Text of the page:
Two Forthcoming Titles By C.L.R. James

The Dialectics of State Capitalism: Writings on Marxist Theory, 1940-1956
Edited by Scott McLemee
Haymarket Books, July 2012

Scott McLemee has been a literary champion of James’s Johnson-Forest Tendency period since the early 1990s and has edited two valuable collections of his writings, C.L.R. James and Revolutionary Marxism (with Paul LeBlanc, 1994) and C.L.R. James and the ‘Negro Question’ (1996). This new one appears to be of James’s writings on economics from the JFT-Correspondence period. Criticism &c. awaits this volume with great anticipation both for the texts themselves and because McLemee has been consistently—we’ll say, uncharitable—towards Raya Dunayevskaya’s contributions to Marxism, going as far as accusing her of intellectual larceny in a footnote (that’s right, a footnote) to the 1994 collection. The charge he levels there is without merit—Dunayevskaya was the sole author of two extensive drafts of what was to become Marxism and Freedom before the 1955 split with James and Grace Lee (see The Raya Dunayevskaya Collection, microfilm numbers #472-503 and #1735-1796 for the texts, from 1947 and 1952). In McLemee’s 1994 footnote, he expressed an aspiration to “publish a study of her career that will include an account of the financial dispute which was the real basis of the 1955 split.” The study hasn’t appeared.

• • •

History of Pan-African Revolt
Introduction by Robin D.G. Kelley
PM Press, July 2012

PM Press is reissuing the 1995 Charles H. Kerr edition of James’s work, originally published in 1938 in Britain. Let’s hope PM takes better care with the text than they did with A New Notion (2010), which combined The Invading Socialist Society (1947) and Every Cook Can Govern (1956). A New Notion was rife with serious editing errors. In the interest of textual integrity (such things are important), Criticism &c. provides some of them below.

Textual Errors in the PM Press title, A New Notion (2010) by C.L.R. James:

Page 22:    “after early document” (sentence is unintelligible as printed)

Page 59:    Engels’s quote contains at least two extraneous punctuation marks

Page 83:    “The Fascist?” should be “fascists”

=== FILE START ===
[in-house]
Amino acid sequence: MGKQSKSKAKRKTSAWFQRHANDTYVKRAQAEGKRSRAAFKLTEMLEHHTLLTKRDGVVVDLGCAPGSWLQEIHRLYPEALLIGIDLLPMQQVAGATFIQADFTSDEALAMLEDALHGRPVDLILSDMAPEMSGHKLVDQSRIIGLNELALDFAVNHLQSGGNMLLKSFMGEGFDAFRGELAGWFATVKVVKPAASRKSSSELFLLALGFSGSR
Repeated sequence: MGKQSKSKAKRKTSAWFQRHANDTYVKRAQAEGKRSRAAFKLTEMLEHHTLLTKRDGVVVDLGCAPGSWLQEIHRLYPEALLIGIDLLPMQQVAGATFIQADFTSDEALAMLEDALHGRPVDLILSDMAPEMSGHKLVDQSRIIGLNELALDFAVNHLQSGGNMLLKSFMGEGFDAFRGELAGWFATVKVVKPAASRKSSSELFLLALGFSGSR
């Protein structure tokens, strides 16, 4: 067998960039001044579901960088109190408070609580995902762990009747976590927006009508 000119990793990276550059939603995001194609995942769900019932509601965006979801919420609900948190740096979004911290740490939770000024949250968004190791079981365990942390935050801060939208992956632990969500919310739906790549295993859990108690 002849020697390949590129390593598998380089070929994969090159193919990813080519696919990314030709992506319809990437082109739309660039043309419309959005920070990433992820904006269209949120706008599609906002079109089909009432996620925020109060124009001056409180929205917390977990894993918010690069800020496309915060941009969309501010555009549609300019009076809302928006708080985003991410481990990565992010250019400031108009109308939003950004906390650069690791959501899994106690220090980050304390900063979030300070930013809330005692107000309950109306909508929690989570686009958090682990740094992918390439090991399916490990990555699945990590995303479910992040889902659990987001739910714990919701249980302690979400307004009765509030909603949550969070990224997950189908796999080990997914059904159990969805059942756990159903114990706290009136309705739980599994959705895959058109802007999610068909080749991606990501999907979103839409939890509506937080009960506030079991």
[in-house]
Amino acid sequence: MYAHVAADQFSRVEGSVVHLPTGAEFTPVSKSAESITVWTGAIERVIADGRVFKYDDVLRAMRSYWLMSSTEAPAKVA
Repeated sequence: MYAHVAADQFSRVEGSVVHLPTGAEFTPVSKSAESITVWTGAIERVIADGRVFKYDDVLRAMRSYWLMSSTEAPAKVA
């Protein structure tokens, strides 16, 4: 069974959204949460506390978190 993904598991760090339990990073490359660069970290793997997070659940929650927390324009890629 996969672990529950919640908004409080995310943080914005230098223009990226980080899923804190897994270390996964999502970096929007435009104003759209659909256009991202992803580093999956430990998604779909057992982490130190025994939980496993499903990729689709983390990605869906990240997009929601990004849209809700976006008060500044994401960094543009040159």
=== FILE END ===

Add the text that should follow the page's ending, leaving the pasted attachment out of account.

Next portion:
Page: 100:    “Germain’s revolution” (missing punctuation)

Page 102:    “new even boasting” should read “now”

Page 107:    missing punctuation “different Whoever” should read “different. Whoever”

Page 116:    ” an derail plan” should read “a detailed plan”

Page 119:    “If loses itself” should read “It loses itself”

Page 149:    “pre-1914” should read “pre-1941”

Page 227:    “minions” should read “millions”


2 thoughts on “Two Forthcoming Titles By C.L.R. James

  1. Who will proofread the proofreaders? A close reader of Criticism &c. writes, “Some corrections to your corrections: p. 22 is actually just an awkward phrasing, a way of saying “document after document,” but about the early ones. p. 119 the word is “bases” not “loses.” What you have as p. 149 is from p. 49 and 227 is 127.”

  2. Needless to say I have looked at the “two extensive drafts” you mention. Yes, she used her own earlier manuscripts while writing the M&F. That doesn’t change the fact that the book incorporates the ideas, arguments, and research of James, Grace Lee, William Gorman, and others without acknowledgment. I stand by the statement.

    Sorry not to followed up, yet, on that footnote promising to write an account of what really happened in 1955. Unfortunately there are three more archival collections that bear exploring before I can do so. But one set of material that I have had the chance to examine yielded a couple of hundred pages from 1951-55, including a portion of the material exchanged between January and April 1955, during the internal conflict that resulted in a split. Of course I have examined the Dunayevskaya collection as well. (The microfilm of it is on my shelves.)

    A striking thing about the publicly available Dunayevskaya archives is that it contains not a single document from early 1955. For that matter, it offers very little at all from the three years or so before the split. Once you know what is being carefully kept out of the record, this is, shall we say, understandable.

    True, I should have made finishing this work a priority. Then again, 17 years is not even a third as long a period as Dunayevskaya and acolytes have obfuscated and concealed.

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